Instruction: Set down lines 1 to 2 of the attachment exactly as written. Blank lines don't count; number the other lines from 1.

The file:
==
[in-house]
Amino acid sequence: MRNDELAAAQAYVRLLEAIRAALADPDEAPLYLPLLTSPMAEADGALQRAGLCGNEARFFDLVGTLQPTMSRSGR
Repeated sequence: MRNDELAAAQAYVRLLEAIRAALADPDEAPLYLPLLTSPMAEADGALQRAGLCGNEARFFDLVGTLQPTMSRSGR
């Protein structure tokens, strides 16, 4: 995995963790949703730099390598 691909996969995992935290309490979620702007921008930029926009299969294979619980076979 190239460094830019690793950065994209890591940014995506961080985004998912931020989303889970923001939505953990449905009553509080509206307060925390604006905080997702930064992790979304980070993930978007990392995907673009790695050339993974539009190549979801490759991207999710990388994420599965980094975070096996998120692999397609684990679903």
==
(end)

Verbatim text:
[in-house]
Amino acid sequence: MRNDELAAAQAYVRLLEAIRAALADPDEAPLYLPLLTSPMAEADGALQRAGLCGNEARFFDLVGTLQPTMSRSGR